Flush and Clean Your Holding Tanks
Most RVs come with three different kinds of holding tanks for fresh water, grey water and black water. (If you don’t know the difference between your holding tanks, check out our RV terms and definitions blog post to learn more.) Each tank requires different care.
- Fresh water tank — You’ll want to keep the water in this tank... well, fresh. To do this, perform a bi-annual flush with a 1/4 cup of bleach per 15 gallons of water. Fill the tank with the bleach and water solution, let it sit for a day, then flush and refill several times to make sure all the bleach gets out of the system.
- Grey water tank — While not as scary as your black water tank, your grey water tank can still start to stink from food residue, soap scum and grease. Periodically cleaning your grey water tank will help avoid clogging. To clean the tank, add a cleaning agent (there are several different solutions that are holding tank safe), take a drive to slosh around the solution in the tank, drain it, then rinse using a flush valve. If you want to keep your grey tank from stinking, you should add an odor blocker every few times you dump.
- Black water tank — And now for the least glamorous tank. When cleaning your black tank, you’ll want to exercise caution and wear gloves. After you drain your tank with an RV sewer hose, use a macerator, flush valve or tank rinser to thoroughly clean the tank and remove buildup. Then, add water back into the tank by flushing the toilet and add an environmentally friendly tank treatment to prevent clogs and foul odors.
Change Your Water Filter
Most water filters will last for about six months, so be sure to change them out when it’s time.
Check & Clean Your Appliances
Deep clean your water heater per manufacturer specifications (annually if not used frequently or in soft water areas) and replace the anode rod, if applicable.
You’ll also want to open the access panels behind the water heater, refrigerator and furnace, then clean out any dirt, debris and bug nests that may have accumulated over the camping season.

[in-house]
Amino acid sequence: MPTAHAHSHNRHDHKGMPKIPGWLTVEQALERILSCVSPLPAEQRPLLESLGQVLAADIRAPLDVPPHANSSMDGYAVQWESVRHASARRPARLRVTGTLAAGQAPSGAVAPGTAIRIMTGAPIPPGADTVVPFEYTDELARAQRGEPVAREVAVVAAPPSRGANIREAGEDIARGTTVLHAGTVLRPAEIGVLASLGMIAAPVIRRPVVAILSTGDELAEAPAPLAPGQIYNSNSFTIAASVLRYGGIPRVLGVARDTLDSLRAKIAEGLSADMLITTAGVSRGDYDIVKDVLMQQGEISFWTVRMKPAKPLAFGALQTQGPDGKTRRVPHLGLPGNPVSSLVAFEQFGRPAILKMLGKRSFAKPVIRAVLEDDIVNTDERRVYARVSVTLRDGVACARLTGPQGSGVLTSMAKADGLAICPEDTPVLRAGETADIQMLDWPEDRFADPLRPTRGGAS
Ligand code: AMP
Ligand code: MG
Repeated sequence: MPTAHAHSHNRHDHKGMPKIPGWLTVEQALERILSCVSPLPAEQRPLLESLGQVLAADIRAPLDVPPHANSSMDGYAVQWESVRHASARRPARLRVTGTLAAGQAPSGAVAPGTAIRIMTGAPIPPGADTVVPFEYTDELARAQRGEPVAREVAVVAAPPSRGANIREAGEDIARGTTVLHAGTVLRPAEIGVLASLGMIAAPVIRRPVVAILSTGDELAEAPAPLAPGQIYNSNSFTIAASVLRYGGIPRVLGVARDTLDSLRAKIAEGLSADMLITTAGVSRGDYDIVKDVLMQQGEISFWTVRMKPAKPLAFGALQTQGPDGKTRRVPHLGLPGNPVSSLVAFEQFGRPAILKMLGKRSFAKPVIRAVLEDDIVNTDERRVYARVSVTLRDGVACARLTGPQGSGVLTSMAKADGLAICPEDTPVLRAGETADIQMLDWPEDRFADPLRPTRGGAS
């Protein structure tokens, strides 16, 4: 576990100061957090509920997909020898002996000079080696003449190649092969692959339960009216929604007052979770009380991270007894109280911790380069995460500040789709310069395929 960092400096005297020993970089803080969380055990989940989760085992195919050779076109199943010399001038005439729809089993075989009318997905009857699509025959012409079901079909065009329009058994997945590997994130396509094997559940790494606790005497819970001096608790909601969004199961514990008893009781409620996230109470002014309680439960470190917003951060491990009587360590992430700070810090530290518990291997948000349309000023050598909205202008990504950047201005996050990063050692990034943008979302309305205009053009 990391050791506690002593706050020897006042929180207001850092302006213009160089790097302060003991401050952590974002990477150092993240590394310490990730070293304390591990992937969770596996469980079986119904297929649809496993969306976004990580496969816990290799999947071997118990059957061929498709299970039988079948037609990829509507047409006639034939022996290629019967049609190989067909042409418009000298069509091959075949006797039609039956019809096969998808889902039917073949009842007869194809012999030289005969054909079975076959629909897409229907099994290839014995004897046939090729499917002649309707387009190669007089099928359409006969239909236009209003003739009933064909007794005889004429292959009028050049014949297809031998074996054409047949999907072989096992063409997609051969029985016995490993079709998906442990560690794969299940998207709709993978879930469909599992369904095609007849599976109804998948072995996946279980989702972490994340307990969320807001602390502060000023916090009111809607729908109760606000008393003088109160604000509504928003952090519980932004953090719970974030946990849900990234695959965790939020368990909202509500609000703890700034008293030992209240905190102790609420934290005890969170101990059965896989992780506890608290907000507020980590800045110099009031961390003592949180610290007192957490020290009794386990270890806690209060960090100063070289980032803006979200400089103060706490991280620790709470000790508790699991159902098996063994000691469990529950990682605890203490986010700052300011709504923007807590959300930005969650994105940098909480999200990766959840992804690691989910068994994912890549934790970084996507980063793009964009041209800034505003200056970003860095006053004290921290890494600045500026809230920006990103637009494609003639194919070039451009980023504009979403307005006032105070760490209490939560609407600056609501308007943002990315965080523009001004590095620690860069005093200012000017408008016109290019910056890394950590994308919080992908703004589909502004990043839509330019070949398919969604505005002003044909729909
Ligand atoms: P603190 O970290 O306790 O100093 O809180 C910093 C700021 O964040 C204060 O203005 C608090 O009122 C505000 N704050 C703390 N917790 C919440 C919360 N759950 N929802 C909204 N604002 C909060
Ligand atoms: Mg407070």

Turn on and run all your appliances. Don’t forget that your furnace, water heater and RV-style absorption refrigerator are typically also 12V DC appliances, so make sure you are checking functionality on AC, DC and propane, if applicable.
Weigh Your RV
Stay within the safe operating limits for your RV by periodically checking the weight of your load. You can visit a local weigh station to do this or purchase a mobile towing scale that hooks into your OBD-II port. Connecting your smartphone to a mobile towing scale will allow you to see real-time vehicle-trailer weights for safer, easier towing and hauling.
Pack and/or Repack Your First Aid Kit and Toolbox
Over the last camping season, you may have used some bandages out of your first aid kit or screws from your toolbox. Don’t leave yourself empty-handed this camping season, and restock the items you’ve used in your tool kit or first aid kit.
Annual RV Maintenance
Sometimes, maintaining the systems in your RV requires a professional. Have a certified technician look over your RV for the following yearly maintenance tasks.
Service Your Heating and Cooling Solutions
Get your heat and A/C systems tuned up by a professional yearly, just like you would for a residential home. Doing this should help you avoid unexpected breakdowns in your climate control.
Service Your Brakes
Getting your brakes serviced once a year can help you stay safe on the road. You’ll want to make sure your brake pads have plenty of material to last through the year and your brake fluid is topped off. Additionally, if you’re hauling a travel trailer, we suggest purchasing a trailer brake controller to keep an eye on all your braking activity through your smartphone.
Inspect Your Propane
Have a qualified technician check for leaks, rust and damage that may have occurred on your RV propane tank once a year. Doing this will avoid potential fire damage or an explosion.
Keep a Log
Keep an RV maintenance checklist handy to keep track of your maintenance checks, repairs and replacements. Documented maintenance will help you remember the tasks you need to do and what you’ve already done.
It's Okay to Ask for RV Maintenance Help!
We understand that living life on the road doesn’t always go as planned, even if you perform regular RV maintenance. If you find that you need help operating or maintaining the components and systems in your RV, there’s no shame in asking a technician for help.
RV Tech Bridge is your go-to resource for all things RV! Whether you’re driving a motorhome, hauling a camper or towing a trailer, the qualified remote technicians at RV Tech Bridge will help you master your RV. They can provide step-by-step installation instructions, maintenance advice, troubleshooting guidance and so much more.
On the site, you can also find useful content that will help grow your RV knowledge.
How RV Tech Bridge Can Help
The RV Tech Bridge program provides technical support for RVers. It’s a service that works in three simple steps:
1. Choose to contact a technician through live chat, phone, email, text or visual remote assistance.
2. Describe your concern.
3. Get the support you need in a timely manner.